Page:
The Callanish Stones are a collection of Neolothic standing stones on the west coast of Lewis in the Outer Hebrides. Probably built between 2900 and 2600 BC, the 13 primary stones form a circle 13m in diameter with a solitary monolith standing 5m high at its heart. Within the circle is... Read More

Photo by conskeptical (cc)

Craigmillar Castle

Craigmillar Castle played host to Mary Queen of Scots.

Craigmillar Castle was built from the fourteenth century and is now a pretty and well-preserved medieval ruin. The most famed aspect of Craigmillar Castle was that it played host to Mary Queen of Scots when she was recovering from an illness. It is also the namesake of a pact between... Read More

Photo by Hotfield (cc)

Crichton Castle

Crichton Castle is a distinctive fourteenth century castle.

Crichton Castle is a distinctive medieval castle built as the residence of the aristocratic Crichton family in the fourteenth century. It would later pass to the Earls of Bothwell. For visitors to Crichton Castle, there is its impressive tower house, unusual facade and fifteenth century great hall.... Read More

Croy Hill

Croy Hill was the site of one of the Roman forts of The Antonine Wall.

Croy Hill was the site of one of the Roman forts of the Antonine Wall, a vast second century defensive barrier in Scotland which ran from West Kilpatrick to Carriden, along what is now Scotland’s central belt. The wall was constructed to control trade and offer protection from the more... Read More

Photo by snigl3t (cc)

Culloden Battlefield

Culloden Battlefield was the site of the final battle of the Jacobite uprising and resulted in the defeat of the Jacobites by government forces.

Culloden Battlefield was the site of the final battle of the Jacobite uprising and resulted in the defeat of the Jacobites by government forces. The Battle of Culloden was the culmination of years of fighting for succession to the British throne. Other factors, such as a war with France and... Read More

Photo by PhillipC (cc)

Dirleton Castle

Dirleton Castle was an imposing medieval fortress and noble residence, which is now a picturesque ruin not far from Edinburgh.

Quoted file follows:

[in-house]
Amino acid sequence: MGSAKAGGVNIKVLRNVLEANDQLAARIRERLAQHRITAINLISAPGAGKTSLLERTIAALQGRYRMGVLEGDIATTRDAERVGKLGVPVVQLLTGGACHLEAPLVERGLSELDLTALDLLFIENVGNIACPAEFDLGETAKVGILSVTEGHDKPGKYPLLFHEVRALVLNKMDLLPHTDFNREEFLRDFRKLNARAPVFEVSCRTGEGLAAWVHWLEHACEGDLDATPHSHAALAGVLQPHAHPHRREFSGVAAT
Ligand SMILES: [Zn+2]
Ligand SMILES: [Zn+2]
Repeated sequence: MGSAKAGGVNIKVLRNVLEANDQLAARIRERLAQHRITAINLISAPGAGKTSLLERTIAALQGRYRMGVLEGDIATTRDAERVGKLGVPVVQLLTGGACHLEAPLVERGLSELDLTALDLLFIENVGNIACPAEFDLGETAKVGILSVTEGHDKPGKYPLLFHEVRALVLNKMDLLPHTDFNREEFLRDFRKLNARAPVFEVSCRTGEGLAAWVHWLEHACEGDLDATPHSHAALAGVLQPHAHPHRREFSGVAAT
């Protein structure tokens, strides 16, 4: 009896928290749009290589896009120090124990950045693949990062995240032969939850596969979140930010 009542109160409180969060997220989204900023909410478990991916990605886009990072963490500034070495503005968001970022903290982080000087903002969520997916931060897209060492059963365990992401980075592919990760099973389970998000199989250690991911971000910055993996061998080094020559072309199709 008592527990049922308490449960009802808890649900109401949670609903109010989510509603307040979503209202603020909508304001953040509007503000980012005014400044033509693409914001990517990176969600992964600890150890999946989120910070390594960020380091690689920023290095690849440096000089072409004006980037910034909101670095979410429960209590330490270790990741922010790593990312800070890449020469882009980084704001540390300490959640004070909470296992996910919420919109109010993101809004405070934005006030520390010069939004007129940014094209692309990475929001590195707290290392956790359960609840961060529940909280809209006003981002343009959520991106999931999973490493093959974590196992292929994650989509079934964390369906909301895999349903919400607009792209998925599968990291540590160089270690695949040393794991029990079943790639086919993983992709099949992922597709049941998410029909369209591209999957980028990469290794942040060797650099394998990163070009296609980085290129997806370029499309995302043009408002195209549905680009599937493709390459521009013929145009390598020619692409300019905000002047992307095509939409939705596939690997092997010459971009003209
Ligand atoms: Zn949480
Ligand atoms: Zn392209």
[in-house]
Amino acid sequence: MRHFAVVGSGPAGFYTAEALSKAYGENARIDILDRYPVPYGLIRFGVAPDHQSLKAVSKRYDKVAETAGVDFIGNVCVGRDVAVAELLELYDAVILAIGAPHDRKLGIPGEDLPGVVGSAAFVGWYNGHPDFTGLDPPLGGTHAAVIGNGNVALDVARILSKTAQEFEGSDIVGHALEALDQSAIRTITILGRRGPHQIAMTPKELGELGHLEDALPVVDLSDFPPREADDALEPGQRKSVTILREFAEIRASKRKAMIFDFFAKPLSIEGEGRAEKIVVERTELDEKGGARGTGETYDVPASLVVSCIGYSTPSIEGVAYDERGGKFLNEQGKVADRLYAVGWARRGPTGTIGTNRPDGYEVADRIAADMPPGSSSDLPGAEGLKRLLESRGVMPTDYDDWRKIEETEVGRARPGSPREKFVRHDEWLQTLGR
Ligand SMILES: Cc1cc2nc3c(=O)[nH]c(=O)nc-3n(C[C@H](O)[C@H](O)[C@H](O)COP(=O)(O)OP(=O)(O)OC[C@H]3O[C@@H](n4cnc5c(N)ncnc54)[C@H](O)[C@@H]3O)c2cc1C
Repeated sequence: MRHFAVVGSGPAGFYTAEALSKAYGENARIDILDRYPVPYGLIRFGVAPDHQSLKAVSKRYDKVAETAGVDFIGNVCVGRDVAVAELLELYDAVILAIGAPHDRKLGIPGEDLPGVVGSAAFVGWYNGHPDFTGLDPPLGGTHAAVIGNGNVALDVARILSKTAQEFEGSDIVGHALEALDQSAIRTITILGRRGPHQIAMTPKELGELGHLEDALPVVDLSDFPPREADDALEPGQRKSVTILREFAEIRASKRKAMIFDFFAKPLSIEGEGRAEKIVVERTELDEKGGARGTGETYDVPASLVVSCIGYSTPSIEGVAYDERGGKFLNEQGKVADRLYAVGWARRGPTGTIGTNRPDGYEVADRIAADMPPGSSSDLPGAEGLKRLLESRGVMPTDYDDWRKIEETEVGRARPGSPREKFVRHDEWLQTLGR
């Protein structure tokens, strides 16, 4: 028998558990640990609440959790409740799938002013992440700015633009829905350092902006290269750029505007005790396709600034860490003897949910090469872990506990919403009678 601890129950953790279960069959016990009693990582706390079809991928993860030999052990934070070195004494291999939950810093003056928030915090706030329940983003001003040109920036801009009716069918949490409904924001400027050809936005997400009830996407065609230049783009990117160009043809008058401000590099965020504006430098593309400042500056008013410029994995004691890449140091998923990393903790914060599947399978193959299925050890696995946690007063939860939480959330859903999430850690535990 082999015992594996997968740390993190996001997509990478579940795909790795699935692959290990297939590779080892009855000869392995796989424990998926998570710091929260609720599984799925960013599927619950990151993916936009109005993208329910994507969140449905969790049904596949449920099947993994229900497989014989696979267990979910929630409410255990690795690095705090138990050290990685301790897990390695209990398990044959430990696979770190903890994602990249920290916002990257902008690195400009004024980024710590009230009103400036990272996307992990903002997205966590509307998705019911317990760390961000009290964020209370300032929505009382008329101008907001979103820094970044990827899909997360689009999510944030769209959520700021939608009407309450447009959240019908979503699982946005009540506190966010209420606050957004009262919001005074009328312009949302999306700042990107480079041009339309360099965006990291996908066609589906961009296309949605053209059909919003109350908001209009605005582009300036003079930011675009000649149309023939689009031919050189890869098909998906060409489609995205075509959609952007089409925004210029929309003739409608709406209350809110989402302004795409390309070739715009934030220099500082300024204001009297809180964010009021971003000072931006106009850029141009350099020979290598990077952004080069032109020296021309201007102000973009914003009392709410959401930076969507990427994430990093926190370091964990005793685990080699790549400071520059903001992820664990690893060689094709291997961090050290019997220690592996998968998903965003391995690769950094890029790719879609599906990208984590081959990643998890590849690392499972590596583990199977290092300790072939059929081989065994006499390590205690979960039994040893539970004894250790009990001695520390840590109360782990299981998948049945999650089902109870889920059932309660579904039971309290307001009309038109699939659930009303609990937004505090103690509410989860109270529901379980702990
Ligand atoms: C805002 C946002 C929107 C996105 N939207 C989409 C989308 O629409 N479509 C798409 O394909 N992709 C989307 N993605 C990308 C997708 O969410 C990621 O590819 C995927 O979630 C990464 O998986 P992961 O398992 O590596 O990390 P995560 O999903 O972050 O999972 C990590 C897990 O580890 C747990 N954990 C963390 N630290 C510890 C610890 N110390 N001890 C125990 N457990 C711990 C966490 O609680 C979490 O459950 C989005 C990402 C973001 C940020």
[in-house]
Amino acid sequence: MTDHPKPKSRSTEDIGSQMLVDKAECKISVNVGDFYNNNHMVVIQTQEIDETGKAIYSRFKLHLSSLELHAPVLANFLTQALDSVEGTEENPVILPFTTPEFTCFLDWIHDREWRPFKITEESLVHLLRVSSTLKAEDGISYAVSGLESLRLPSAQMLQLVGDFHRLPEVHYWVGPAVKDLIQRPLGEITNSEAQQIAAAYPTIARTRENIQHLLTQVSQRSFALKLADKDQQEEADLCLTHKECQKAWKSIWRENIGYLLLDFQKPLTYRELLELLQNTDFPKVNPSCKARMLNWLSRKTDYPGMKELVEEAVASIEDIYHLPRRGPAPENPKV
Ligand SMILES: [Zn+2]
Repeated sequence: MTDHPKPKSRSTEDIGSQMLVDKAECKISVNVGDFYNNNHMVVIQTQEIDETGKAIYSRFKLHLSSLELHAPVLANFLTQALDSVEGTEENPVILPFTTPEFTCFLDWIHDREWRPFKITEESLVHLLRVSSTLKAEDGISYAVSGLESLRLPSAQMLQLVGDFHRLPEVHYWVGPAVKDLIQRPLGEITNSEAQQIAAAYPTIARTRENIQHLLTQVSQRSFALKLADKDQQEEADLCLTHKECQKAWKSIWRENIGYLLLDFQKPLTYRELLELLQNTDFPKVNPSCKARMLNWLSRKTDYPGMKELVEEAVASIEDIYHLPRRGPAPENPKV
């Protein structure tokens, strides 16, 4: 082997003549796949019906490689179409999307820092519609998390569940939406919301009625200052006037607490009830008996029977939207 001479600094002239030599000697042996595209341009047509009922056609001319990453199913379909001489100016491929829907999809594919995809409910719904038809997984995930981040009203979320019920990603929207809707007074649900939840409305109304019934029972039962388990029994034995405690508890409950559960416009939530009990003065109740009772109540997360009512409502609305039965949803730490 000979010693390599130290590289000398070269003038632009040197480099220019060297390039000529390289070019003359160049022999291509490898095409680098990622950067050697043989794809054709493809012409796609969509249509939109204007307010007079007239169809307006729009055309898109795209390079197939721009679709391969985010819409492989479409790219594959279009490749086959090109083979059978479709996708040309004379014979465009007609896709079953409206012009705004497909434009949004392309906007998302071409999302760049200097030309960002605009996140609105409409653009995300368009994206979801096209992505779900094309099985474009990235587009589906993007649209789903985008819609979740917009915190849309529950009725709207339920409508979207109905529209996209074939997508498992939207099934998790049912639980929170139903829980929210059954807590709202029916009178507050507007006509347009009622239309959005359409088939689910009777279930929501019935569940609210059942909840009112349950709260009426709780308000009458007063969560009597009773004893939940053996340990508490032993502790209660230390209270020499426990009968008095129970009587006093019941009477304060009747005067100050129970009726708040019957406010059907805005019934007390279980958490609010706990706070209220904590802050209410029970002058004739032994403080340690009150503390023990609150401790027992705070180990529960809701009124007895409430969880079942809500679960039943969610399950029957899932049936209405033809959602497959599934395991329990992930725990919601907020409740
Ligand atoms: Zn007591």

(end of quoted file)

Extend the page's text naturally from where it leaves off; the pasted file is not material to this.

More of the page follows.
Dirleton Castle was an imposing medieval fortress and noble residence, which is now a picturesque ruin not far from Edinburgh. First built in the thirteenth century by royal steward John de Vaux, Dirleton Castle became the home of the de Vauxes, under whose ownership it was severely damaged and captured... Read More

Photo by jgonzac (cc)

Doune Castle

Doune Castle in Perthshire, central Scotland is a 14th century military stronghold built by Robert Stewart, Regent Albany and includes one of the best-preserved great halls in the whole of Scotland.

Close the Scotland’s geographical centre in the village of Doune in Perthshire, Doune Castle is a medieval castle with one of the best-preserved great halls in Scotland. It was originally built in the 13th century, most likely damaged during the Scottish Wars of Independence (1296 – 1357) and rebuilt in its... Read More

Photo by baaker2009 (cc)

Dumbarton Castle

Dumbarton Castle served as a wartime prison, a royal shelter and a defence against both foreign and local threats.

Dumbarton Castle was a medieval stronghold which served as a wartime prison, a royal shelter and a defence against both foreign and national threats. Even the site upon which Dumbarton Castle sits -Dumbarton Rock - has an illustrious past. Little survives of the medieval castle - most of it is... Read More

Photo by andy muir (cc)

Dumfries House

Dumfries House is a beautiful Palladian stately home in Scotland, particularly noted for its collection of original 18th-century furniture.

Dumfries House is a beautiful Palladian stately home in Scotland, particularly noted for its collection of original 18th-century furniture. Although previous structures existed at the site, the house as we know it today was built in the 1750s for William Dalrymple, 5th Earl of Dumfries. It remained as a private residence... Read More

Photo by phault (cc)

Dunfermline Abbey and Palace

Dunfermline Abbey and Palace was a royal residence and the final resting place of many a Scottish monarch.

Dunfermline Abbey and Palace have a royal connection dating back to the eleventh century, when a priory was established there under Queen Margaret (now known as St Margaret). This was elevated to being an abbey in around 1150 by her son, David I. The picturesque remains of Dunfermline Abbey - now just... Read More

Photo by gorriti (cc)

Dunstaffnage Castle

Dunstaffnage Castle is a medieval stronghold once captured by Robert the Bruce.

Dunstaffnage Castle is a medieval stronghold built by the MacDougall clan at a time when Scotland was under constant threat from Norwegian attack. Begun in the 1220s, Dunstaffnage Castle was made of stone and its curtain wall remains a highly impressive and imposing sight. In the Scottish Wars of Independence, Robert... Read More